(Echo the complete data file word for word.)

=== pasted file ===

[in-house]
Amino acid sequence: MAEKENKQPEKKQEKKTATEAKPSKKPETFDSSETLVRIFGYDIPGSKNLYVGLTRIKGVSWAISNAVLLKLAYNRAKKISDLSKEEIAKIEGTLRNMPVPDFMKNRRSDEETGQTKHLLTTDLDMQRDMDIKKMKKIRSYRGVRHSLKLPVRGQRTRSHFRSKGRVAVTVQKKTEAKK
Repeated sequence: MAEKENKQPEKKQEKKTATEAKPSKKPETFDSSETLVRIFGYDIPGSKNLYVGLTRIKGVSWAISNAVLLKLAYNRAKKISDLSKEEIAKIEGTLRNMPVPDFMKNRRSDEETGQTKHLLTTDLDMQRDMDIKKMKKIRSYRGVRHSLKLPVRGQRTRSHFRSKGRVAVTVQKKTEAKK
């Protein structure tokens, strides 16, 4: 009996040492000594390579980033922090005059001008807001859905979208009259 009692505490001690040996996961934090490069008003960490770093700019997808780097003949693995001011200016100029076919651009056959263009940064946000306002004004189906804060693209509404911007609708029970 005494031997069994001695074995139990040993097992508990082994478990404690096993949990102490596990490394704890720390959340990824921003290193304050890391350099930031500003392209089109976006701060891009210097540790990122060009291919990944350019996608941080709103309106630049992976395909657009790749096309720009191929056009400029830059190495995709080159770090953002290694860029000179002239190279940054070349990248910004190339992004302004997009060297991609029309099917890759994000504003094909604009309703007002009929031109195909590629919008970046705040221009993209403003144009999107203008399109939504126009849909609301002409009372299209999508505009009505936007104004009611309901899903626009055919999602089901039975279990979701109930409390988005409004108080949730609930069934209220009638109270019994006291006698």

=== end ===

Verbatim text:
[in-house]
Amino acid sequence: MAEKENKQPEKKQEKKTATEAKPSKKPETFDSSETLVRIFGYDIPGSKNLYVGLTRIKGVSWAISNAVLLKLAYNRAKKISDLSKEEIAKIEGTLRNMPVPDFMKNRRSDEETGQTKHLLTTDLDMQRDMDIKKMKKIRSYRGVRHSLKLPVRGQRTRSHFRSKGRVAVTVQKKTEAKK
Repeated sequence: MAEKENKQPEKKQEKKTATEAKPSKKPETFDSSETLVRIFGYDIPGSKNLYVGLTRIKGVSWAISNAVLLKLAYNRAKKISDLSKEEIAKIEGTLRNMPVPDFMKNRRSDEETGQTKHLLTTDLDMQRDMDIKKMKKIRSYRGVRHSLKLPVRGQRTRSHFRSKGRVAVTVQKKTEAKK
């Protein structure tokens, strides 16, 4: 009996040492000594390579980033922090005059001008807001859905979208009259 009692505490001690040996996961934090490069008003960490770093700019997808780097003949693995001011200016100029076919651009056959263009940064946000306002004004189906804060693209509404911007609708029970 005494031997069994001695074995139990040993097992508990082994478990404690096993949990102490596990490394704890720390959340990824921003290193304050890391350099930031500003392209089109976006701060891009210097540790990122060009291919990944350019996608941080709103309106630049992976395909657009790749096309720009191929056009400029830059190495995709080159770090953002290694860029000179002239190279940054070349990248910004190339992004302004997009060297991609029309099917890759994000504003094909604009309703007002009929031109195909590629919008970046705040221009993209403003144009999107203008399109939504126009849909609301002409009372299209999508505009009505936007104004009611309901899903626009055919999602089901039975279990979701109930409390988005409004108080949730609930069934209220009638109270019994006291006698």